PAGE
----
Environmental Factors Shape Sleep EEG Connectivity During Early Adolescence

Markovic, Andjela; Kaess, Michael; Tarokh, Leila (2020). Environmental Factors Shape Sleep EEG Connectivity During Early Adolescence. Cerebral cortex, 30(11), pp. 5780-5791. Oxford University Press 10.1093/cercor/bhaa151

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Quantifying the degree to which genetic and environmental factors shape brain network connectivity is critical to furthering our understanding of the developing human brain. Sleep, a state of sensory disengagement, provides a unique opportunity to study brain network activity noninvasively by means of sleep electroencephalography (EEG) coherence. We conducted a high-density sleep EEG study in monozygotic (MZ; n = 38; mean age = 12.46; 20 females) and dizygotic (DZ; n = 24; mean age = 12.50; 12 females) twins to assess the heritability of sleep EEG coherence in early adolescence-a period of significant brain rewiring. Structural equation modeling was used to estimate three latent factors: genes, environmental factors shared between twins and environmental factors unique to each twin. We found a strong contribution of unique environmental factors (66% of the variance) and moderate genetic influence (19% of the variance) on sleep EEG coherence across frequencies and sleep states. An exception to this was sleep spindle activity, an index of the thalamocortical network, which showed on average a genetic contribution of 48% across connections. Furthermore, we observed high intraindividual stability of coherence across two consecutive nights suggesting that despite only a modest genetic contribution, sleep EEG coherence is like a trait. Our findings in adolescent humans are in line with earlier findings in animals that show the primordial cerebral map and its connections are plastic and it is through interaction with the environment that the pattern of brain network connectivity is shaped. Therefore, even in twins living together, small differences in the environment may cascade into meaningful differences in brain connectivity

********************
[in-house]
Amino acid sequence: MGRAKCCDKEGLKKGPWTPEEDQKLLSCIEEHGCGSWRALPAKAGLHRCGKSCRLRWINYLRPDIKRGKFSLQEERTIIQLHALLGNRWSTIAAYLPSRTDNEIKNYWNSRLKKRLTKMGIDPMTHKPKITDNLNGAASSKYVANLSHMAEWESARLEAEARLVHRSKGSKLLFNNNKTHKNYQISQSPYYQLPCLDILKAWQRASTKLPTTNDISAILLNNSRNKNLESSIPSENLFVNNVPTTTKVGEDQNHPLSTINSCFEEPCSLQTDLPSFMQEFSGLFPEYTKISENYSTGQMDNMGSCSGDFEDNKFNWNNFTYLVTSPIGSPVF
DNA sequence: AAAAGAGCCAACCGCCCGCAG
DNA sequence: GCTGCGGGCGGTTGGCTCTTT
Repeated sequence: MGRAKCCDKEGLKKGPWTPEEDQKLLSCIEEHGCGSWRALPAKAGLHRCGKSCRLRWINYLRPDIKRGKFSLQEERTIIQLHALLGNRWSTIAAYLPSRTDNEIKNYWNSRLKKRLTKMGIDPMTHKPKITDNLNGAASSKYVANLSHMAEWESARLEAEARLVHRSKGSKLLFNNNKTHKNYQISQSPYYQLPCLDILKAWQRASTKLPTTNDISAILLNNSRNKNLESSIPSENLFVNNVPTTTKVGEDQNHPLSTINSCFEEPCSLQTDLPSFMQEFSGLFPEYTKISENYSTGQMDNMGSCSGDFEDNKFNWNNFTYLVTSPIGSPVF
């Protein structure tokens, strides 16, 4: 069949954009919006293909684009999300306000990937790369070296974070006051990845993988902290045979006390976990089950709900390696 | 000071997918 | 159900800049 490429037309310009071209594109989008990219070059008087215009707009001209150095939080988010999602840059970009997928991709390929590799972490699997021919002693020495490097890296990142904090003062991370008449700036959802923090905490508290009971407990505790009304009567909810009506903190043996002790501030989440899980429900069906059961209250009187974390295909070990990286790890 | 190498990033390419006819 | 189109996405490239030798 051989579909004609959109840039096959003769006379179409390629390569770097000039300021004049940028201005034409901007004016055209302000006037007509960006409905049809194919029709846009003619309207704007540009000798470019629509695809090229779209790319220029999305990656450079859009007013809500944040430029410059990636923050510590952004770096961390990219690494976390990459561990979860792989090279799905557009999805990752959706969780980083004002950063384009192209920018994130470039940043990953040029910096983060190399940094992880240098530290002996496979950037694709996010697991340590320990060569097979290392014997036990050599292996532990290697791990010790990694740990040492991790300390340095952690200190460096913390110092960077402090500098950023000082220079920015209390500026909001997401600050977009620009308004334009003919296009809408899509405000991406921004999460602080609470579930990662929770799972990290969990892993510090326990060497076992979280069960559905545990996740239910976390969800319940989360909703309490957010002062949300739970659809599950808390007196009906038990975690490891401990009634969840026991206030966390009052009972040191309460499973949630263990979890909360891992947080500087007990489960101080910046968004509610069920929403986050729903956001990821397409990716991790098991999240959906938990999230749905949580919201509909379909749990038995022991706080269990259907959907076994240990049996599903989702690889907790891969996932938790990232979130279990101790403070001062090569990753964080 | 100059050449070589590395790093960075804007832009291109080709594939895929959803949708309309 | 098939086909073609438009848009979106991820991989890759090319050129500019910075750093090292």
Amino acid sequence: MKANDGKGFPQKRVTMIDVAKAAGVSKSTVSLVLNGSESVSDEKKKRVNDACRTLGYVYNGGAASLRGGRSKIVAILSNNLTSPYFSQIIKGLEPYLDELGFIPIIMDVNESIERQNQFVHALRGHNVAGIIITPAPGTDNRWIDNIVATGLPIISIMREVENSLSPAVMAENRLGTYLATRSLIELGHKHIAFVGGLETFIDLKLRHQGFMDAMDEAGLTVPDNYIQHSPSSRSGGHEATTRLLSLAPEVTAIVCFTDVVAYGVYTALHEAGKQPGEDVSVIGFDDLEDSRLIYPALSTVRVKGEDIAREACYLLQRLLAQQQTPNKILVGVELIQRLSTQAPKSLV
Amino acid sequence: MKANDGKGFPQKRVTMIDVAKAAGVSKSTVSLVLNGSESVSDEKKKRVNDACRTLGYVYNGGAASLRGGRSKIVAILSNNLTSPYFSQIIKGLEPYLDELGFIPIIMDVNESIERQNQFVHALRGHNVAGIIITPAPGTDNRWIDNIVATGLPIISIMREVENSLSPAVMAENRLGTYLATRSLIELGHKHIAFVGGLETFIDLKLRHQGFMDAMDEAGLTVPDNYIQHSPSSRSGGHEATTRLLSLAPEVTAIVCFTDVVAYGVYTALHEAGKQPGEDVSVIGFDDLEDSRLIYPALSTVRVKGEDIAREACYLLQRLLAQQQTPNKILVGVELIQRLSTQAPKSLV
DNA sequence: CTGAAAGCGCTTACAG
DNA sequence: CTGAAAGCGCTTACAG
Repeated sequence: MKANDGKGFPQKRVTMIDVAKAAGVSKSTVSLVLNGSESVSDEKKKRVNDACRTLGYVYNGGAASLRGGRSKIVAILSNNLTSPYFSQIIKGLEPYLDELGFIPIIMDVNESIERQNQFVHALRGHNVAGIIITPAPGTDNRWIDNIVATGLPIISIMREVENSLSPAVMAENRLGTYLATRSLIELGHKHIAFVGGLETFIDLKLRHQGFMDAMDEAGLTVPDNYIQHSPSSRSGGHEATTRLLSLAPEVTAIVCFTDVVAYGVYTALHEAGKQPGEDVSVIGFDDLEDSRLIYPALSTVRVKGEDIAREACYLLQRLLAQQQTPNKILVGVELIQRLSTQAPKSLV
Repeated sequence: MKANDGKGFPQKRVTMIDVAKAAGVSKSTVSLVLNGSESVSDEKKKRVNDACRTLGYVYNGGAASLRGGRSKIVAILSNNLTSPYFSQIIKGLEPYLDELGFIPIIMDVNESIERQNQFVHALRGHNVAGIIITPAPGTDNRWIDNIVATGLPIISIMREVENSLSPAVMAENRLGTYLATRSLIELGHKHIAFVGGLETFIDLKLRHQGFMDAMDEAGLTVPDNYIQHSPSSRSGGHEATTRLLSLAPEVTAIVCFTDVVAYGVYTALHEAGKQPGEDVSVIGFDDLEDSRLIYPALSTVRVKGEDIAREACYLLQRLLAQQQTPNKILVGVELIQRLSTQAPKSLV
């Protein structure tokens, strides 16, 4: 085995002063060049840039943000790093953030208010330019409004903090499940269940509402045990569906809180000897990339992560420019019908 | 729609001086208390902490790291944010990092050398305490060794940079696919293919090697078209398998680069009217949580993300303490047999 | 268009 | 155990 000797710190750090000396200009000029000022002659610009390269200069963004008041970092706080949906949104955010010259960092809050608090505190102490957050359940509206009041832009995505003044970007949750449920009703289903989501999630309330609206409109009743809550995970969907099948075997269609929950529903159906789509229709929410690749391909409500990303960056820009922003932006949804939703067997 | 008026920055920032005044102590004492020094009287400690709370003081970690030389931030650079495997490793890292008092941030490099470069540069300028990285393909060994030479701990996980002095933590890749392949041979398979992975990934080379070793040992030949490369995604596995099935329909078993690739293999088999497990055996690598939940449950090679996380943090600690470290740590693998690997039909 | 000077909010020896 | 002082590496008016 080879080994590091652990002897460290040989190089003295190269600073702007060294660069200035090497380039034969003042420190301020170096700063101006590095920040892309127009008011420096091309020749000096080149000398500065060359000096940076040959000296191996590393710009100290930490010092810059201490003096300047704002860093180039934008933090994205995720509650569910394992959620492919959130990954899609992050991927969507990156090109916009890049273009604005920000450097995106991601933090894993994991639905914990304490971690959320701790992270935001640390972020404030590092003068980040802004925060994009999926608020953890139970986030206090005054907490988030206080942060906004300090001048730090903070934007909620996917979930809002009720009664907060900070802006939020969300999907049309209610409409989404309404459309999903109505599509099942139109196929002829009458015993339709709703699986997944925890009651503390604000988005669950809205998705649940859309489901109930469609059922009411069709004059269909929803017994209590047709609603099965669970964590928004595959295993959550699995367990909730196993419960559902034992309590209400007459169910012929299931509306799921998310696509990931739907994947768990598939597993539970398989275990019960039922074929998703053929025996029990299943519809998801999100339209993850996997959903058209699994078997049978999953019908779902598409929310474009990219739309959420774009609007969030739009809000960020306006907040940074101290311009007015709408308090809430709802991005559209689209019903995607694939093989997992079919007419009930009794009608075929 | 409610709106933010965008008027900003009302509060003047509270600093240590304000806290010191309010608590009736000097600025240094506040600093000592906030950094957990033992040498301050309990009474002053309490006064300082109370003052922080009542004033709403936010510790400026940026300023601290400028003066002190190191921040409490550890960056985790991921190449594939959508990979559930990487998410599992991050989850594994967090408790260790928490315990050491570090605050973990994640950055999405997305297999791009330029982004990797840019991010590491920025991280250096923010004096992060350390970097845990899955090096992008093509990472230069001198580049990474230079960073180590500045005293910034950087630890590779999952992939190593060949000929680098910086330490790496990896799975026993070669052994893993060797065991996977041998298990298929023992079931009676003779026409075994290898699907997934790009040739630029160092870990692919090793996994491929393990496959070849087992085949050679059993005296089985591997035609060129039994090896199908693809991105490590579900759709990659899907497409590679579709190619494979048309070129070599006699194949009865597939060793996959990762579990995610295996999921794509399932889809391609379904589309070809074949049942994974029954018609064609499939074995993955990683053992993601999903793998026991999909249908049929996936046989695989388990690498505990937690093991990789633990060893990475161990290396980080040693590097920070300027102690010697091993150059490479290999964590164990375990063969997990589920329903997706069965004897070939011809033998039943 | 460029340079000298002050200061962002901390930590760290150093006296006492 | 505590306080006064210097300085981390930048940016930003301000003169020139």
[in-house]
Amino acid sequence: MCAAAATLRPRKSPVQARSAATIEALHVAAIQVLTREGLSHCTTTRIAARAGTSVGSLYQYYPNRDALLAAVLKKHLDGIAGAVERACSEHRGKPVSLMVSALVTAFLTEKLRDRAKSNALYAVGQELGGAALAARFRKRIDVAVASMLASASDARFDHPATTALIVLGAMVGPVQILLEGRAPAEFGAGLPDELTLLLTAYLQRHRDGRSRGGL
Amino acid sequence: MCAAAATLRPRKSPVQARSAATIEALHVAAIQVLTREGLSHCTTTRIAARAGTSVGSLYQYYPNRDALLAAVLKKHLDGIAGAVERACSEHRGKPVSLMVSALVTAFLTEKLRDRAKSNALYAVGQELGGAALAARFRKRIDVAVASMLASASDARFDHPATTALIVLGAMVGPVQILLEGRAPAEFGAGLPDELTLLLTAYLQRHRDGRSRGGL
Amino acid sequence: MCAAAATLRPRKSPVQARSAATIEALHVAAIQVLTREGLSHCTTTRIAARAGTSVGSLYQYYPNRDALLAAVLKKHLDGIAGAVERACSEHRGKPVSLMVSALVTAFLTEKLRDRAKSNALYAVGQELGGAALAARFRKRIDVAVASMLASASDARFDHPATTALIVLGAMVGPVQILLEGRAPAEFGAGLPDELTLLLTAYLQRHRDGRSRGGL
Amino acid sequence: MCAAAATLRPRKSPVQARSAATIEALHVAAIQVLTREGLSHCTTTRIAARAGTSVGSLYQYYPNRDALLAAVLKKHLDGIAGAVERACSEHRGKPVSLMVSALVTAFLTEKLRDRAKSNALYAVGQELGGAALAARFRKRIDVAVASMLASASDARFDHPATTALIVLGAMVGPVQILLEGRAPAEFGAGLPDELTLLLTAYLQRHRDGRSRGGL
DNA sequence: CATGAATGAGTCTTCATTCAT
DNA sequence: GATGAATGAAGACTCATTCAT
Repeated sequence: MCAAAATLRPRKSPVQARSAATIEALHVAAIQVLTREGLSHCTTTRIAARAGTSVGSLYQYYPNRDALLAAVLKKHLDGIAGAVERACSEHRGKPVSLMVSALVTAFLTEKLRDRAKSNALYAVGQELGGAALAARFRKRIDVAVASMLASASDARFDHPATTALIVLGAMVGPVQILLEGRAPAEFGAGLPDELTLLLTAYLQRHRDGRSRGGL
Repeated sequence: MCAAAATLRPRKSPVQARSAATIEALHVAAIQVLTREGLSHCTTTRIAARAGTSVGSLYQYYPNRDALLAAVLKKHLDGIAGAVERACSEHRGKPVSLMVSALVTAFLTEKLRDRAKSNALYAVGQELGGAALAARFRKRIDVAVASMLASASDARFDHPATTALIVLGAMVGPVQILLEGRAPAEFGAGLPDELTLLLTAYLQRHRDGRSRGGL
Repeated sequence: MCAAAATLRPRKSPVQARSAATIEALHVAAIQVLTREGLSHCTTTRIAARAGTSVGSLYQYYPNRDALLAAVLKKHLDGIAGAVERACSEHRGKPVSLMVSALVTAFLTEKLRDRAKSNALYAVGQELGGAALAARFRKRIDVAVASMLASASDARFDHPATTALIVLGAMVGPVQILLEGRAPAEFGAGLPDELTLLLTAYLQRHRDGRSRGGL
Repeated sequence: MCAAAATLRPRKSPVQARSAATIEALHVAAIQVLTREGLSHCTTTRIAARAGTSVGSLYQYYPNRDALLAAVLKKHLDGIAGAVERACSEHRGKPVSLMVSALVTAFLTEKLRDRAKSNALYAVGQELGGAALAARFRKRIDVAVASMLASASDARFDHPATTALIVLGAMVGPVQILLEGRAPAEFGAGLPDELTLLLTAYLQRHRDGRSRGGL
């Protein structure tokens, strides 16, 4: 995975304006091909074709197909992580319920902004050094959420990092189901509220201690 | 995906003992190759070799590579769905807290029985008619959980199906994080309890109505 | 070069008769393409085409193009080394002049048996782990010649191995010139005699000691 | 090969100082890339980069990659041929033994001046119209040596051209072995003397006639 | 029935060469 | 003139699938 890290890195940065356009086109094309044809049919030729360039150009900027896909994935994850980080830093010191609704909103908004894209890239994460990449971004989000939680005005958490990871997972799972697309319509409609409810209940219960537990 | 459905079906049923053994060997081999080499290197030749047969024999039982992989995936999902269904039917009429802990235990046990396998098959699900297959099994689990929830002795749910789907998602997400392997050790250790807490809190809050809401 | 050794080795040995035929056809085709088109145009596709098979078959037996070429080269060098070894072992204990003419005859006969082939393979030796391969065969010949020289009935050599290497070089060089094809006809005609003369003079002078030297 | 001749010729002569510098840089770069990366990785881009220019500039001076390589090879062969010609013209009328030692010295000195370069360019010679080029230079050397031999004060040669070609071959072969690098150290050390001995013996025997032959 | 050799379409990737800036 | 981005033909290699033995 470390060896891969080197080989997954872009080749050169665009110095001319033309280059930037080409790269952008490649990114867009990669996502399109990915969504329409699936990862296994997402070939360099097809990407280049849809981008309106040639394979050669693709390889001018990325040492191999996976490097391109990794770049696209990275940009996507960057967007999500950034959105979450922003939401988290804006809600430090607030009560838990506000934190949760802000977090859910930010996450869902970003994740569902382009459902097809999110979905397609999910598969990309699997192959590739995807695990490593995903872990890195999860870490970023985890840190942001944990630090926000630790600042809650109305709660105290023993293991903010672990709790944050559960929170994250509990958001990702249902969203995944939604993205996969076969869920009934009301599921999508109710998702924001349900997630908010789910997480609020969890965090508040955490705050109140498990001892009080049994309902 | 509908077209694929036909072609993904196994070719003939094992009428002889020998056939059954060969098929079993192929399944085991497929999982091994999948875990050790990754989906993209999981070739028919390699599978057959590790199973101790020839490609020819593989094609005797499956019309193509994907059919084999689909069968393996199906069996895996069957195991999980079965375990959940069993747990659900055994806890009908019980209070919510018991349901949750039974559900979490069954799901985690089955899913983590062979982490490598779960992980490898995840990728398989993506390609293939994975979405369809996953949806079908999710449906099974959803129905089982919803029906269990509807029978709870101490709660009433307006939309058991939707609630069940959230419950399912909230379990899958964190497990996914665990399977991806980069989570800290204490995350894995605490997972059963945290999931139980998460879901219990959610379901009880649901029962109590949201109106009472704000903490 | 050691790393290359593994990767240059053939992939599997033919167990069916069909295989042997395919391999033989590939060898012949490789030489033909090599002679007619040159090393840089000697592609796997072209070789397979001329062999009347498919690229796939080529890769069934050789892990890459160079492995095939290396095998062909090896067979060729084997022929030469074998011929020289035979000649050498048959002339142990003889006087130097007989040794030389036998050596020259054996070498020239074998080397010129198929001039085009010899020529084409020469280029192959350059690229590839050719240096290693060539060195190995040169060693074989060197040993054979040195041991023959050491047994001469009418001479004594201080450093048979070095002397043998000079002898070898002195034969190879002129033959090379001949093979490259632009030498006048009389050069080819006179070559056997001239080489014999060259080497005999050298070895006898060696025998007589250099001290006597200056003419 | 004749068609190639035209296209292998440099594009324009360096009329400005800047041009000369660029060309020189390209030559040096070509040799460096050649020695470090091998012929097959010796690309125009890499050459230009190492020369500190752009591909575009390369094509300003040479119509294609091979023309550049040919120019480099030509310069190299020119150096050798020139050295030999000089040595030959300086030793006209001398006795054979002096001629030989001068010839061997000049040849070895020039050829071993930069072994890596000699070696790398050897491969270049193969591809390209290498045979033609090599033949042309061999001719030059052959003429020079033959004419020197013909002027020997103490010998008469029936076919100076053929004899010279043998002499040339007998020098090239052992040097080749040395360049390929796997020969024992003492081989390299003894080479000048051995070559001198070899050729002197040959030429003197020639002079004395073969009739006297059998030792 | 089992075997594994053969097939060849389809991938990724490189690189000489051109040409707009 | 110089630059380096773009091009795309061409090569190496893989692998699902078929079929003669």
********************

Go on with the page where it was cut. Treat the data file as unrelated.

Item Type:

Journal Article (Original Article)

Division/Institute:

04 Faculty of Medicine > University Psychiatric Services > University Hospital of Child and Adolescent Psychiatry and Psychotherapy
04 Faculty of Medicine > University Psychiatric Services > University Hospital of Child and Adolescent Psychiatry and Psychotherapy > Research Division

UniBE Contributor:

Markovic, Andjela; Kaess, Michael and Tarokh, Leila

Subjects:

600 Technology > 610 Medicine & health

ISSN:

1047-3211

Publisher:

Oxford University Press

Language:

English

Submitter:

Chantal Michel

Date Deposited:

25 Dec 2020 15:41

Last Modified:

25 Dec 2020 19:01

Publisher DOI:

10.1093/cercor/bhaa151

PubMed ID:

32488247

BORIS DOI:

10.48350/148970

URI:

https://boris.unibe.ch/id/eprint/148970

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